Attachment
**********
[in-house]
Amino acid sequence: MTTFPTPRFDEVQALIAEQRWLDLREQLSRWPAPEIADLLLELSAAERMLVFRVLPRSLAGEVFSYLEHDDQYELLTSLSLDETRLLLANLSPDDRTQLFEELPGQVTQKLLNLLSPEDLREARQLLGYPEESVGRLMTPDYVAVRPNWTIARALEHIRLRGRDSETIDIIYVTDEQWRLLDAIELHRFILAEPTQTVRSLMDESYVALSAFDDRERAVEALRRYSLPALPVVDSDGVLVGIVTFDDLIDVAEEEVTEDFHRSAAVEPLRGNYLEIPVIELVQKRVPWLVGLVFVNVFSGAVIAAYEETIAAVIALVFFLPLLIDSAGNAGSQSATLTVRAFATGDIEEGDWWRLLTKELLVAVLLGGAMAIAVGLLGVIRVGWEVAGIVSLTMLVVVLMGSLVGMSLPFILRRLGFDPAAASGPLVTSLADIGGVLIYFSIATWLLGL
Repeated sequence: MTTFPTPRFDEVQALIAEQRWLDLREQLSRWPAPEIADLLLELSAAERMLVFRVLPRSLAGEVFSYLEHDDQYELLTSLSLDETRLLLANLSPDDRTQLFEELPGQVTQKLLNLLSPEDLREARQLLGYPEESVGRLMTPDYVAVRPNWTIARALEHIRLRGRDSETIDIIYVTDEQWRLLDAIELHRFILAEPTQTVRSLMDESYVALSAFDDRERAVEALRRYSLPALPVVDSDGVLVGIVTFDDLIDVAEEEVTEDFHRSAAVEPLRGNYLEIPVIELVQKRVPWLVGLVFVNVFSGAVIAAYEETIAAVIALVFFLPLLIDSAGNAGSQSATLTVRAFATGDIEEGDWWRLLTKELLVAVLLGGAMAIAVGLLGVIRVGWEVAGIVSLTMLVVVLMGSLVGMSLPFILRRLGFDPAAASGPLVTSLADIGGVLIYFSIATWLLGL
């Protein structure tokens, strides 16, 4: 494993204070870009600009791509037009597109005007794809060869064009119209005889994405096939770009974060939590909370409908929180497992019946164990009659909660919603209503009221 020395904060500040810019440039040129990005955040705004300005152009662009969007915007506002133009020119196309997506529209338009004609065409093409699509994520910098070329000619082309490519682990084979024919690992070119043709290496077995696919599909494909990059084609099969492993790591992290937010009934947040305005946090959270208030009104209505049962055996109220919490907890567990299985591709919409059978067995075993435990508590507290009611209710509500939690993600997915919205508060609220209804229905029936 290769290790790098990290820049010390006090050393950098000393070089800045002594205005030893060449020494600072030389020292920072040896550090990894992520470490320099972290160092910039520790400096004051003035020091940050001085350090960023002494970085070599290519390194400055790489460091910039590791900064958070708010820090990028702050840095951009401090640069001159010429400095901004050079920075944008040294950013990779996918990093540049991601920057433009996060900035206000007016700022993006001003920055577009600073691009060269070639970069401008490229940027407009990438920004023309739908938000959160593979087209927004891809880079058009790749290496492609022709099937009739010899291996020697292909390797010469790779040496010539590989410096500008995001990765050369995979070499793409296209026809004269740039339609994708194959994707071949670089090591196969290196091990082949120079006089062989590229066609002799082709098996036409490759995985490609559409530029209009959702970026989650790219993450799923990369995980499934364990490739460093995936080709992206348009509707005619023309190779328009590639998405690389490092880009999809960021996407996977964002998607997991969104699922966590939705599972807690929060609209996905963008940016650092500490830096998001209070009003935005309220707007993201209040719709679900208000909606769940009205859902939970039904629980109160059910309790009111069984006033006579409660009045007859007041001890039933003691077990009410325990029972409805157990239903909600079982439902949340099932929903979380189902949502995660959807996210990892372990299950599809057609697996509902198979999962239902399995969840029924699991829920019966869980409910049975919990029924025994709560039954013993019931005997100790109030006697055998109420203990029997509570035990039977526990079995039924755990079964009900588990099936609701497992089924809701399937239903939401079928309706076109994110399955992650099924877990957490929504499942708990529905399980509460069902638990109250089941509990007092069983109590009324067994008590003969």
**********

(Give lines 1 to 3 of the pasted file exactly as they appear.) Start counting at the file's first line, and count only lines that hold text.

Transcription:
[in-house]
Amino acid sequence: MTTFPTPRFDEVQALIAEQRWLDLREQLSRWPAPEIADLLLELSAAERMLVFRVLPRSLAGEVFSYLEHDDQYELLTSLSLDETRLLLANLSPDDRTQLFEELPGQVTQKLLNLLSPEDLREARQLLGYPEESVGRLMTPDYVAVRPNWTIARALEHIRLRGRDSETIDIIYVTDEQWRLLDAIELHRFILAEPTQTVRSLMDESYVALSAFDDRERAVEALRRYSLPALPVVDSDGVLVGIVTFDDLIDVAEEEVTEDFHRSAAVEPLRGNYLEIPVIELVQKRVPWLVGLVFVNVFSGAVIAAYEETIAAVIALVFFLPLLIDSAGNAGSQSATLTVRAFATGDIEEGDWWRLLTKELLVAVLLGGAMAIAVGLLGVIRVGWEVAGIVSLTMLVVVLMGSLVGMSLPFILRRLGFDPAAASGPLVTSLADIGGVLIYFSIATWLLGL
Repeated sequence: MTTFPTPRFDEVQALIAEQRWLDLREQLSRWPAPEIADLLLELSAAERMLVFRVLPRSLAGEVFSYLEHDDQYELLTSLSLDETRLLLANLSPDDRTQLFEELPGQVTQKLLNLLSPEDLREARQLLGYPEESVGRLMTPDYVAVRPNWTIARALEHIRLRGRDSETIDIIYVTDEQWRLLDAIELHRFILAEPTQTVRSLMDESYVALSAFDDRERAVEALRRYSLPALPVVDSDGVLVGIVTFDDLIDVAEEEVTEDFHRSAAVEPLRGNYLEIPVIELVQKRVPWLVGLVFVNVFSGAVIAAYEETIAAVIALVFFLPLLIDSAGNAGSQSATLTVRAFATGDIEEGDWWRLLTKELLVAVLLGGAMAIAVGLLGVIRVGWEVAGIVSLTMLVVVLMGSLVGMSLPFILRRLGFDPAAASGPLVTSLADIGGVLIYFSIATWLLGL